Federal Magistrate Orders Third Disability Hearing for Florida Woman with Fibromyalgia
We have discussed the problems faced by individuals with fibromyalgia in obtaining disability benefits. The problem is so bad that even when a judge issues explicit instructions to Social Security with respect to assessing fibromyalgia, the agency still refuses to follow the law. Unfortunately, in many cases the only remedy for the victim is to go back to Social Security for yet another hearing.
This exact scenario played out in an ongoing Florida disability case, Ramirez v. Commissioner of Social Security. The plaintiff is a 50-year-old woman who applied for disability benefits nearly eight years ago. In her application, the plaintiff cited a number of impairments that prevent her from working, including fibromyalgia.
Following a hearing in 2014, a Social Security administrative law judge (ALJ) denied the plaintiff’s application for disability benefits. A key reason was the ALJ gave “little weight” to the plaintiff’s reported fibromyalgia symptoms. But in 2017, a federal magistrate judge in Tampa ordered a second hearing, finding the ALJ improperly focused on “testing and other objective evidence which … is inappropriate in the context of a fibromyalgia diagnosis.” The judge therefore directed the ALJ to pay greater attention to the “subjective evidence” available.
However, after the second hearing in 2018, the same ALJ again ruled the plaintiff did not legally qualify for disability benefits. A second round of appeals followed. And in a May 2020 decision, the same magistrate judge again found the ALJ failed to do his job. Despite the magistrate’s previous remand order, the ALJ “failed to discuss the subjective nature of fibromyalgia” when reviewing the plaintiff’s testimony regarding her fibromyalgia, as well as the expert opinions offered by her healthcare providers.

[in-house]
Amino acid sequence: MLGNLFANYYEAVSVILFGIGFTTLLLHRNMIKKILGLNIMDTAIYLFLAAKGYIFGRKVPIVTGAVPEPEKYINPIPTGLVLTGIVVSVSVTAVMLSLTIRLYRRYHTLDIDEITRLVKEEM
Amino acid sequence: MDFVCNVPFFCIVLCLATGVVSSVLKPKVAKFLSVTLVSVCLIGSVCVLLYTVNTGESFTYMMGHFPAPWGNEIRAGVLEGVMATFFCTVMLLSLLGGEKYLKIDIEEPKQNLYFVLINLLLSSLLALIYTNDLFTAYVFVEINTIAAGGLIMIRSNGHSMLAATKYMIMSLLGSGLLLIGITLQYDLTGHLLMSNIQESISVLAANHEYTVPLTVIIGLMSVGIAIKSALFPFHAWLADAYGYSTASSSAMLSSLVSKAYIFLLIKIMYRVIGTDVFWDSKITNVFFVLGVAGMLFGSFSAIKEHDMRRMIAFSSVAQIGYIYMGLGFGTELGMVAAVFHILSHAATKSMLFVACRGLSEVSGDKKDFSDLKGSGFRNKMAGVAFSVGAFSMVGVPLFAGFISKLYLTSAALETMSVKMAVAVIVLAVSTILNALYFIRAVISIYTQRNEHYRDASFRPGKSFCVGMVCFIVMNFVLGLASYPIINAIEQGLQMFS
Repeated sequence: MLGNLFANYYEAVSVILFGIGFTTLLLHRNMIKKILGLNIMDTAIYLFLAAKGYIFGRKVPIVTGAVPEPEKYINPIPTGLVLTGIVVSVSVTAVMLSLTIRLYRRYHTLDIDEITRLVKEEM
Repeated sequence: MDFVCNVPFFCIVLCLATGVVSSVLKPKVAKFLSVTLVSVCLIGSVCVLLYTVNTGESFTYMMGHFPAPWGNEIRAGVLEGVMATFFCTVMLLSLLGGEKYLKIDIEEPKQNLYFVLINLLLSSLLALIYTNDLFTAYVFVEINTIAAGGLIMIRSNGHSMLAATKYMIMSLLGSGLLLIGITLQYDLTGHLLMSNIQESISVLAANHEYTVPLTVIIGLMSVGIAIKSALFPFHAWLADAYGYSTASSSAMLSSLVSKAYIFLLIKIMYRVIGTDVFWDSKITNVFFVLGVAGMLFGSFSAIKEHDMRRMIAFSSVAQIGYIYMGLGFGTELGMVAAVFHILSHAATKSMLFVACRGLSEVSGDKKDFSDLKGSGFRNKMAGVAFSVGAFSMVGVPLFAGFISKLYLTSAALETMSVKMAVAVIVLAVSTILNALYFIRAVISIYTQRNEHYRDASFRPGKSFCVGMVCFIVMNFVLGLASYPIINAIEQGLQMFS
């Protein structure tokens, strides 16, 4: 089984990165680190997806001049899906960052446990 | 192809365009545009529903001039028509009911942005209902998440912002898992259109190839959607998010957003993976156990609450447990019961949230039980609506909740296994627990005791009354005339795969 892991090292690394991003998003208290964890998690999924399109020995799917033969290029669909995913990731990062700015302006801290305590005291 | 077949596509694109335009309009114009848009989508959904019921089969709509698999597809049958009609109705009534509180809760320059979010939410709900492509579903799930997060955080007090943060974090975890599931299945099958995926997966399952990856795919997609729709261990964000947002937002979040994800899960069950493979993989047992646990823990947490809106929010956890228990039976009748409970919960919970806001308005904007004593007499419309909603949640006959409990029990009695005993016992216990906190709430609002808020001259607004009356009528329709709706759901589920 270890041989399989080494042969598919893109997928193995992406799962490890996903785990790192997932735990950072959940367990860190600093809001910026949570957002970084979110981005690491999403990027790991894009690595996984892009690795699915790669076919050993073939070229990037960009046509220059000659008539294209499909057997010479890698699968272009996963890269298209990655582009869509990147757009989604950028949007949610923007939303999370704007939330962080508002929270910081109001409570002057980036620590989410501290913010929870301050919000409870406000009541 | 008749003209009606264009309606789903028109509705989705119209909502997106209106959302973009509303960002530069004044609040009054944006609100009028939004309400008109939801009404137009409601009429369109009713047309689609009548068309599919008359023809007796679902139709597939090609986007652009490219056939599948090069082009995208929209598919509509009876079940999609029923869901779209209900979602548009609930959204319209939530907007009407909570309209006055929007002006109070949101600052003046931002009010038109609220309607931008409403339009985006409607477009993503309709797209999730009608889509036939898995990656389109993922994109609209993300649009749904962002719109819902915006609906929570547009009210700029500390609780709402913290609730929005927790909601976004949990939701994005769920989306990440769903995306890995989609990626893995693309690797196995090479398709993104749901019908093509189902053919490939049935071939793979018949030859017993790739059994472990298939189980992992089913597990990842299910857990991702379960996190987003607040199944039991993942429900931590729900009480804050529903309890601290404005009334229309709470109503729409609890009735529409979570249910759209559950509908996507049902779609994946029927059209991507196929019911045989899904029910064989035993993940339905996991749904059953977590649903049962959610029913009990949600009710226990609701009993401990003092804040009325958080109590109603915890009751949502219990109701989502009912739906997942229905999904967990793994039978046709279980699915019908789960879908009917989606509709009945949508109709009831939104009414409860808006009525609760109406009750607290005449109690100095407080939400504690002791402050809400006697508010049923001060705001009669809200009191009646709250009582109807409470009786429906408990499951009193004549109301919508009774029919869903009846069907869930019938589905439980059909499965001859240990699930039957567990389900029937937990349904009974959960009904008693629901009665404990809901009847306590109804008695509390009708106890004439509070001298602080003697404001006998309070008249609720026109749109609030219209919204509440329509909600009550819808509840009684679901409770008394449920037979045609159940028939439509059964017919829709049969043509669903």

Indeed, the plaintiff’s treating physician of more than 20 years told the ALJ that the plaintiff was “totally disabled” and therefore “unable to hold any type of meaningful work.” The ALJ insisted these conclusions were “inconsistent” with the doctor’s own examination notes. But the magistrate said the ALJ was not providing a “complete picture.” To the contrary, the doctor’s “voluminous office visit notes” showed that despite receiving a wide range of treatments, the plaintiff continued to experience “chronic diffuse pain involving multiple areas of the body.” The magistrate therefore re-ordered the ALJ to properly weigh this evidence in assessing the plaintiff’s disability case for a third time.
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By its very nature, fibromyalgia is impossible to diagnose using traditional clinical testing. That does not make fibromyalgia any less real–or less debilitating for its victims. Yet despite all this, Social Security ALJ’s continue to improperly insist that disability applicants present “objective” evidence that simply does not exist. And as the case above demonstrates, it may take 2 or 3 hearings before Social Security gets the message.